Now that the immediate joy of a hot shower two days running has sunk in it is time to try and express our reaction to the journey of the past fifty days.
It is a complex reaction as we are both so tired, especially John who not only slept deeply last night but had a long ‘Nana nap’ both this morning and again after lunch. There is a certain relief that we have arrived but also an enormous sense of accomplishment that we undertook a challenge and not only overcame it but killed it. We both had some doubts and misgivings about our ability to do this not inconsequential trip, both at the planning stages and at times along the way but can feel proud that all our planning paid off and we reached our goal. We even did the trip in less time than John’s notional itinerary.
Generally speaking the weather was kind to us, headwinds are part of the story for all canoeists and we did not lose as many days as we anticipated due to wind, though perhaps the intense heat for the first two weeks was something of a surprise. We learnt much about running rapids from our trip down the Fond du Lac last year and John’s ability to read the river and steer us around ledges and holes and through many a boulder garden was brilliant. Last year I was fearful every time we ran white water, this year I felt both excitement and confidence as we crashed into high waves.
I am not sure at what point I found that I could lift the food drums without assistance, I think it was somewhere before the long portage around the Dubawnt Canyon but it was great to be able to fully pull my weight on portages and loading and unloading. The detailed planning for our meals paid off, the variety of dehydrated vegetables greatly added to our meals and we had sufficient of everything to get us to Baker Lake. John’s fishing was a tremendous success, he loved the concept of partially living off the land and we both enjoyed the delicious and filling lake trout. The ability to communicate with home, to listen to Radio Australia and obtain daily weather forecasts, especially the wind direction and speeds were luxuries we revelled in.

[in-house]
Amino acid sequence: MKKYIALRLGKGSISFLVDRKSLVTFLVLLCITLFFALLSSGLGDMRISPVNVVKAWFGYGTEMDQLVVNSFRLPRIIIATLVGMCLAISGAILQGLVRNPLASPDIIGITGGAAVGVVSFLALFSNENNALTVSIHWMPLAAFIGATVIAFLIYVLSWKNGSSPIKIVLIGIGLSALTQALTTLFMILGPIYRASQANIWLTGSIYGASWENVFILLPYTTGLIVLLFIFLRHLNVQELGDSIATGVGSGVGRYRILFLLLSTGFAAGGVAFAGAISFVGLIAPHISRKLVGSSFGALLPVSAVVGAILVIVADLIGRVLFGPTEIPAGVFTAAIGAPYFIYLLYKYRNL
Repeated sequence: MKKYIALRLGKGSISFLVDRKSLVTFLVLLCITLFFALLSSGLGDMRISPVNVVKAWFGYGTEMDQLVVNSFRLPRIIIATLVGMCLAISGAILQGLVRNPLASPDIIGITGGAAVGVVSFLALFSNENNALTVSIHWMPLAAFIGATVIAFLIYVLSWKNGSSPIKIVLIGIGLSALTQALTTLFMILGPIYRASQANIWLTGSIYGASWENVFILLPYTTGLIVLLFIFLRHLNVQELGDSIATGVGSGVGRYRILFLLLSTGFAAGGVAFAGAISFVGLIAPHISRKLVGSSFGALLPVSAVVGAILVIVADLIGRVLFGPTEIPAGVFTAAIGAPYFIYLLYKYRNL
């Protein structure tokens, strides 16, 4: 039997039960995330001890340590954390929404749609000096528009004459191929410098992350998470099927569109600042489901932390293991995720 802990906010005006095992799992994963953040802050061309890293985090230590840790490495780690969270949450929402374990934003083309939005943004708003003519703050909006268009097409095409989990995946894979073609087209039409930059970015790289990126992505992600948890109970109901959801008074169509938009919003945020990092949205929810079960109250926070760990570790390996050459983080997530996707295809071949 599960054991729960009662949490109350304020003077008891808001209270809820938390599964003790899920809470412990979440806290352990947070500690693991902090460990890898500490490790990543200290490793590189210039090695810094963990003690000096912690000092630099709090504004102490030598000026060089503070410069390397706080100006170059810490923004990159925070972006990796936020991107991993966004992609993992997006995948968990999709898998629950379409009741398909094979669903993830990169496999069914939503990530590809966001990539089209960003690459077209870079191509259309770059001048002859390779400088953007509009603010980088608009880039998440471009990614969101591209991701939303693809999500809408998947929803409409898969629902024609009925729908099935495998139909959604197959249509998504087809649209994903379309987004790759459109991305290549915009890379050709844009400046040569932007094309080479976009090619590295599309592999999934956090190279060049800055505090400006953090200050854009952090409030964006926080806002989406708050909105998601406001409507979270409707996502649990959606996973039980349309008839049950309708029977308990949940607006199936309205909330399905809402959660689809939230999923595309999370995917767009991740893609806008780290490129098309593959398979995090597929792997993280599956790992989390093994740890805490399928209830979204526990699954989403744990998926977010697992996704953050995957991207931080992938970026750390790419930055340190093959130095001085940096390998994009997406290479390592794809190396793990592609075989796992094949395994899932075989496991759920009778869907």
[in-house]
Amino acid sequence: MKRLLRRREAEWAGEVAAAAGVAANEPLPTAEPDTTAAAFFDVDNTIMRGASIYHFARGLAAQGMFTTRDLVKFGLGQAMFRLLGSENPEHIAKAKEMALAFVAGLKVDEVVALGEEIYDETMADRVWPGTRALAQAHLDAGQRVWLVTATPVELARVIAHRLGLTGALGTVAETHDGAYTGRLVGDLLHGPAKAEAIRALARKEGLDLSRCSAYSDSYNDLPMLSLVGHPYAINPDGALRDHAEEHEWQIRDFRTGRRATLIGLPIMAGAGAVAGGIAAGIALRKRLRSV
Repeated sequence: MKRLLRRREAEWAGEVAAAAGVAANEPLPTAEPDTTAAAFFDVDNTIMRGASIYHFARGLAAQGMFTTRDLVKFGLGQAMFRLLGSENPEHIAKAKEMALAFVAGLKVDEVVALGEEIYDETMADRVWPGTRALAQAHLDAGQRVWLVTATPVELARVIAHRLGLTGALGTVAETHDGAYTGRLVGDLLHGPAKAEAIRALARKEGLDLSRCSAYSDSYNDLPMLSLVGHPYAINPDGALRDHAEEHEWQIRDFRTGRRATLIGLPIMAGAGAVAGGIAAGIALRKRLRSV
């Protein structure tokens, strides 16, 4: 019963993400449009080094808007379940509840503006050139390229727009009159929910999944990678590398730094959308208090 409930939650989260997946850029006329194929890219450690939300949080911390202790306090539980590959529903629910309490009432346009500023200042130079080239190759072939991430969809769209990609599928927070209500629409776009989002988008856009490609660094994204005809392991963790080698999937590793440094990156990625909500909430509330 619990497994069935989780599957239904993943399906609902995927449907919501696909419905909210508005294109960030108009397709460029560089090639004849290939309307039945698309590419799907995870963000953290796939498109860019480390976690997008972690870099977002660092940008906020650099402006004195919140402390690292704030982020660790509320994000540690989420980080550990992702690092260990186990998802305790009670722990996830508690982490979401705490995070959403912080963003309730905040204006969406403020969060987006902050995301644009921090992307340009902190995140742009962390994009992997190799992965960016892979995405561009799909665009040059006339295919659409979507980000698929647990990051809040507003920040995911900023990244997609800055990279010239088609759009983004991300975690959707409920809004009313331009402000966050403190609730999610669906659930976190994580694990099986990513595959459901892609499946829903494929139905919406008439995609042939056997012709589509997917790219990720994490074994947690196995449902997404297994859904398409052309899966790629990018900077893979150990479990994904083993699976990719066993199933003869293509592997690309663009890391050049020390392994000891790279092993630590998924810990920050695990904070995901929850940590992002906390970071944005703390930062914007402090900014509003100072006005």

The country we travelled was magnificent. It was amazing to see the change from the typical taiga forests of Northern Saskatchewan with its park lands and sandy beaches through the gradual lessening of trees to the wide open space of the Barrens with its ‘bouldery’ expanses, raised beaches and glacial geology. The rivers were magical with their swift currents, thrilling white water, rugged banks, hills and gorges. The memory of paddling the length of the Dubawnt and probably being the oldest couple to do so is a memory we both treasure. I guess the only disappointment was the lack of wild life. That said we did see wolverine, Arctic wolves, caribou, moose, ground squirrels, a solitary musk ox and many water fowl. If you were to count insects as wildlife, (after all they drive you crazy), we have seen too much wildlife however we shouldn’t really complain as we knew they are a major part of the ecology here and apparently play a big part in feeding the fish.
There is something truly special about paddling 1200 kilometres in genuine wildness. There are not many places in our polluted world where you could spend fifty days drinking water from the lakes and rivers without a worry. After Selwyn Lake, apart from the odd abandoned trap cabin there were no signs of human life, not even bush planes, just the occasional jet trail high overhead. Much of the satisfaction of wildness canoeing comes from having to rely on yourself, make decisions, trust yourself and feel confident that all your preparation will pay off. It is working as a team with total confidence in each other that makes an adventure like this so worthwhile. Hence the mixed feelings of relief at having made it without incident, pride in our accomplishment and sadness that we will most likely never see this awesome part of the world again.